A Rare Painting of Yama and Yami

A Rare Painting of Yama and Yami
1 record
This is a particularly accomplished example of eastern Tibetan painting. Its expressive, bold forms and dynamic volumes are artistically balanced by its finely rendered, intricate details. At nearly eight feet in height, this is one of the largest Tibetan paintings outside Tibet. It depicts the Vajrayana (Esoteric) Buddhist protective deities Yama and his sister Yami. Yama is the Lord of Death and Ruler of the Underworld who judges souls at the gates of hell. As a Dharmaraja (King of the Buddhist Law), Yama is a major member of the group of Dharmapala (Protectors of the Buddhist Law), who are believed to defend Buddhism and its teachings and to destroy the hindrances of its followers. Buddhists believe that there are inner and outer hindrances that can prevent them from obtaining enlightenment. The inner hindrances are jealousy, anger, hatred, and other low states of consciousness. The outer hindrances are mundane physical obstacles and dangers such as droughts, bandits, and other evils. Yama is seen here in his conceptual form of the Outer Yamaraja (Lord of Death), in which he protects Buddhists and monasteries from the outer hindrances. It is extremely rare to have Yama and Yami as the primary subject in such a large painting at this date. The ferocious pair is more typically portrayed among a series of small protective deities along the bottom of a painting.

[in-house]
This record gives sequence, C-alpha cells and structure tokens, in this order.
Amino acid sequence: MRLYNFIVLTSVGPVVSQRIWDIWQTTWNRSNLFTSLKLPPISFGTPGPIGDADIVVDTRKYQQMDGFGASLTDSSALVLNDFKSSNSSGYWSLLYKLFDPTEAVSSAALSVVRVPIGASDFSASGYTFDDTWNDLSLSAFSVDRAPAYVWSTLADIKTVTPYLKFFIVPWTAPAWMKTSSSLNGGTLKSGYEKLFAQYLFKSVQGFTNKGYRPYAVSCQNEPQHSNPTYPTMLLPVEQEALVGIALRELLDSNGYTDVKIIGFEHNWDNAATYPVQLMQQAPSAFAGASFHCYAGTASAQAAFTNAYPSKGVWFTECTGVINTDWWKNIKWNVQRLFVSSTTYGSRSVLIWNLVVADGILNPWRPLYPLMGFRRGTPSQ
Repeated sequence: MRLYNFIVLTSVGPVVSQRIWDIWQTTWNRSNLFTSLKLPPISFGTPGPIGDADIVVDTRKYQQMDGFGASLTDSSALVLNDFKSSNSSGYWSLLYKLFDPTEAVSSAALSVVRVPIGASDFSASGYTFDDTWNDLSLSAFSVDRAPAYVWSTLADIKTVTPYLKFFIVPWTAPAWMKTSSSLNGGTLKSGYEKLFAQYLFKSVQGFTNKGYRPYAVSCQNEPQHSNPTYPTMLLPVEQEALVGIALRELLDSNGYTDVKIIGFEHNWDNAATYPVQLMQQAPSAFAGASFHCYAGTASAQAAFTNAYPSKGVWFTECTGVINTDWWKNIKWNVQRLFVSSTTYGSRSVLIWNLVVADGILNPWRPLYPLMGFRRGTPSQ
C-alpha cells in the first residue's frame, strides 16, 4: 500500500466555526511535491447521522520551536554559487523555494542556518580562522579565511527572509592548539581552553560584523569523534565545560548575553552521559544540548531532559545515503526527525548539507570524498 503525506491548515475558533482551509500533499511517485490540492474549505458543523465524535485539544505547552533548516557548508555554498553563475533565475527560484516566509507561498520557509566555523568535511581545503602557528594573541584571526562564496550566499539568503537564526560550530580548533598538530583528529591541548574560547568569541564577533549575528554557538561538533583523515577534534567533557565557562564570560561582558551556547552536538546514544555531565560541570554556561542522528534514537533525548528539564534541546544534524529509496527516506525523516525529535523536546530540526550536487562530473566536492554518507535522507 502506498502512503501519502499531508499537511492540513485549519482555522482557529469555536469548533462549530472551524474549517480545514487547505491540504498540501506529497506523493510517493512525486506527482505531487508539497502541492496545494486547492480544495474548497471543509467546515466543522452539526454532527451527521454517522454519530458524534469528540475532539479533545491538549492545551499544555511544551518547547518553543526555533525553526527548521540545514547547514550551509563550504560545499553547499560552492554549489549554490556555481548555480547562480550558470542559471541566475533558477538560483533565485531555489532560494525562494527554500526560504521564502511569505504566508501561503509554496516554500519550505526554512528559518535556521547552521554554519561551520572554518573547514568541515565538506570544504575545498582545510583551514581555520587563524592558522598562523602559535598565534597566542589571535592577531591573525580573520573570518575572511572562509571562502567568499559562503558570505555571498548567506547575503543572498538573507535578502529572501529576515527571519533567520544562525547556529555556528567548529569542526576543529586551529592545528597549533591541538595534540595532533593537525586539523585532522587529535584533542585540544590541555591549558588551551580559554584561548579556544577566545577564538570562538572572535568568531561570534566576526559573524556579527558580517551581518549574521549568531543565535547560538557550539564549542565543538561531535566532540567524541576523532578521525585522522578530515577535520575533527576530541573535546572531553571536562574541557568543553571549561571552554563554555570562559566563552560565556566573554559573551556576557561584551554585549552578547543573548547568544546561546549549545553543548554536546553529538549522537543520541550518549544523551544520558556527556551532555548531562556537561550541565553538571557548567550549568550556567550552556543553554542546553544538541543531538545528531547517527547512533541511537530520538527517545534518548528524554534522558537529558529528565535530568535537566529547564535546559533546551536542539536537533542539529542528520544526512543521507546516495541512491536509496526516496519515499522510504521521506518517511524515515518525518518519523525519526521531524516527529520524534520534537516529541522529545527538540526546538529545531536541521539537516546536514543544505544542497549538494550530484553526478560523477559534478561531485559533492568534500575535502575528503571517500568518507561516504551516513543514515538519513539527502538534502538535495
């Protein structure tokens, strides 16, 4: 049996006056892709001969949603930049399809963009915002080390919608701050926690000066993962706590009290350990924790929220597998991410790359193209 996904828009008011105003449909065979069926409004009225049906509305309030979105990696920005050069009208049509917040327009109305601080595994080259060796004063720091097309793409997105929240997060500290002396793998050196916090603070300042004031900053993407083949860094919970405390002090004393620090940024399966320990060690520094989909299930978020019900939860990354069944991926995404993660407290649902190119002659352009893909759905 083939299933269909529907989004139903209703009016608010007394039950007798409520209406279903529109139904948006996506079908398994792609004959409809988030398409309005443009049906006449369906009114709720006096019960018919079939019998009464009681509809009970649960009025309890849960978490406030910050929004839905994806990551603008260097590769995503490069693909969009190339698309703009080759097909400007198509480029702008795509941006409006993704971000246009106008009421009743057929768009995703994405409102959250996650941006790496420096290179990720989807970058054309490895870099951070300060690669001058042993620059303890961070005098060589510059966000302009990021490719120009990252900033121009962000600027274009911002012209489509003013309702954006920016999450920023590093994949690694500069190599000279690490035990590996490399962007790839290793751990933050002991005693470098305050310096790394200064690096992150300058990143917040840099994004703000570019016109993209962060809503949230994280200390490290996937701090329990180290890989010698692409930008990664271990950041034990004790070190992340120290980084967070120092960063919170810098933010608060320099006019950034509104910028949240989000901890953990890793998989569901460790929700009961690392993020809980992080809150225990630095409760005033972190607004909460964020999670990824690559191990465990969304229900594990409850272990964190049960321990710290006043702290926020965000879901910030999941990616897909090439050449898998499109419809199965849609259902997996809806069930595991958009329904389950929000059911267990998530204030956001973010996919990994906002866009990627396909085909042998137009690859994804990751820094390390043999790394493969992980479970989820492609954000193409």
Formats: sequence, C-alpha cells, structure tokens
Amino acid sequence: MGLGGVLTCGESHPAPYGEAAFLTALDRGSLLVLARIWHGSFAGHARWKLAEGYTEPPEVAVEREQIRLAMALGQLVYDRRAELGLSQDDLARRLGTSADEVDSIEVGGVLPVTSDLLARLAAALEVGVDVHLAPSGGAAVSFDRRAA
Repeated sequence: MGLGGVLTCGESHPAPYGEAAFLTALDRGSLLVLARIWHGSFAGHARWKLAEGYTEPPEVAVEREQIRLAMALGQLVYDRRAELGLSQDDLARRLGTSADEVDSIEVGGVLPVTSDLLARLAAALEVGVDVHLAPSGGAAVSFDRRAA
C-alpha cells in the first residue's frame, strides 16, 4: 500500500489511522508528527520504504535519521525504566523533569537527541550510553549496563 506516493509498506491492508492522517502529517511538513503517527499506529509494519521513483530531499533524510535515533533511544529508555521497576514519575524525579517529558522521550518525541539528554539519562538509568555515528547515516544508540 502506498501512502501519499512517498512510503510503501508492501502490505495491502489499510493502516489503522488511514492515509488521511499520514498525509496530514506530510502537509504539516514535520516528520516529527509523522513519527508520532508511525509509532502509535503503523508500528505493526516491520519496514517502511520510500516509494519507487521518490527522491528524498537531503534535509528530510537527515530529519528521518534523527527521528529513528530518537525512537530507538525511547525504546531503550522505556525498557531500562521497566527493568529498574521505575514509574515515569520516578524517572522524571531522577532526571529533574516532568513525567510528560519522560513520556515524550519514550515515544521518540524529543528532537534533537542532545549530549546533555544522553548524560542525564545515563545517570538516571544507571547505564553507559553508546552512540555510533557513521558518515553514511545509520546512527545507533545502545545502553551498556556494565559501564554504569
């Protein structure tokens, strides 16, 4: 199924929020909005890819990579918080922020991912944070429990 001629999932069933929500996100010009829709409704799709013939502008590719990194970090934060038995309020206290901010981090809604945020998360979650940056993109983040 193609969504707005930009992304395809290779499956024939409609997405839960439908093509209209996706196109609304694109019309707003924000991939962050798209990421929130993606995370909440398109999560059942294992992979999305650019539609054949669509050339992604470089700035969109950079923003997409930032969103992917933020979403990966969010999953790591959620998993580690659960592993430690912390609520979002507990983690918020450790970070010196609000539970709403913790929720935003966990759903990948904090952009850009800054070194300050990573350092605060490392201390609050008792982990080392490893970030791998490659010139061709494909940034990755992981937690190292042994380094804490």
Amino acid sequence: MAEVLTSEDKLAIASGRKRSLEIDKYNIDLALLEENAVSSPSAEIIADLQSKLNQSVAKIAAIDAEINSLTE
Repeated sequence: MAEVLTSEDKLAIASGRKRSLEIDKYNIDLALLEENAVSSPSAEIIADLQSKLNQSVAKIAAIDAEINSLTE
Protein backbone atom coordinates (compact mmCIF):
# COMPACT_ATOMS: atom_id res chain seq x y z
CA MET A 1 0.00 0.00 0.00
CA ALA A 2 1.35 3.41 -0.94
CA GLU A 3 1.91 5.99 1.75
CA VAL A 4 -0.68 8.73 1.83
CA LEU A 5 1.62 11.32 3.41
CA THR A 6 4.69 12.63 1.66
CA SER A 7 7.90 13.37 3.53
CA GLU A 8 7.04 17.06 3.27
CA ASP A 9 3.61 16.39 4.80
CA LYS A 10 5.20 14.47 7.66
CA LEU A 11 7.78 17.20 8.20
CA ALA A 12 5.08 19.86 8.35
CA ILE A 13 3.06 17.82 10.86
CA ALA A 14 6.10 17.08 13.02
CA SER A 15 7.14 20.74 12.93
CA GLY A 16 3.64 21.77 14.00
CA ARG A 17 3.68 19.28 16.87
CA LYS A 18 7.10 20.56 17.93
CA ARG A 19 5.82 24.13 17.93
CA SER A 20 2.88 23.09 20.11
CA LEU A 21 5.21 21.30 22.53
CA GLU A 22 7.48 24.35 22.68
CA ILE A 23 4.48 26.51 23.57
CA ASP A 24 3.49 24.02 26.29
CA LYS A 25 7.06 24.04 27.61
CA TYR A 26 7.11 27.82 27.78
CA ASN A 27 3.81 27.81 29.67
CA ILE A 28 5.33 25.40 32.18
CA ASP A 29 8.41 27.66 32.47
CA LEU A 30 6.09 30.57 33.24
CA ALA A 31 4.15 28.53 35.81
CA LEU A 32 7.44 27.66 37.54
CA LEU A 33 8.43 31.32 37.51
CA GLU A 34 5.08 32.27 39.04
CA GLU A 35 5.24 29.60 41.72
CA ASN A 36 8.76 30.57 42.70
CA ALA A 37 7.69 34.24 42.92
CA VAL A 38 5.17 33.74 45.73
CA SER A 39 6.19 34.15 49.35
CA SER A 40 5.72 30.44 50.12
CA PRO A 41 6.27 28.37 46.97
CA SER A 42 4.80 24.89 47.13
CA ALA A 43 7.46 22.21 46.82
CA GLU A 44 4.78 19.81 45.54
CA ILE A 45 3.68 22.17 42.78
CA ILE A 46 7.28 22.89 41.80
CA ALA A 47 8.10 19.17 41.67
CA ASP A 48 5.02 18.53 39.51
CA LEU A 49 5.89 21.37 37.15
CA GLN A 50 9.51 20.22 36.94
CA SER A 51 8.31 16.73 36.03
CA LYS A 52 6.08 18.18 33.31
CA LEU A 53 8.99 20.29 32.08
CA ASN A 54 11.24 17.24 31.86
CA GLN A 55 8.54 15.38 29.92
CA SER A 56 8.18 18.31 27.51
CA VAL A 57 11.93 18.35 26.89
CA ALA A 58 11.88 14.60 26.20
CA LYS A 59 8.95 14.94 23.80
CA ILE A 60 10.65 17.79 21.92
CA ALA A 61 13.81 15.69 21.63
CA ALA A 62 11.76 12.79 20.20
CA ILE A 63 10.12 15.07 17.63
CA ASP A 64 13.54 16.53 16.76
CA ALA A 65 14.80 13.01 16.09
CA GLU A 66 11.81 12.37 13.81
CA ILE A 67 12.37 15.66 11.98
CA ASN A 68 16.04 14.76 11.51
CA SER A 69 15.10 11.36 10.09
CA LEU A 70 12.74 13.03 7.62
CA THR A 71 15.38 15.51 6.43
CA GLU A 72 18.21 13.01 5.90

- Dr. Stephen Markel, The Harry and Yvonne Lenart Curator and Department Head of South and Southeast Asian Art (2007)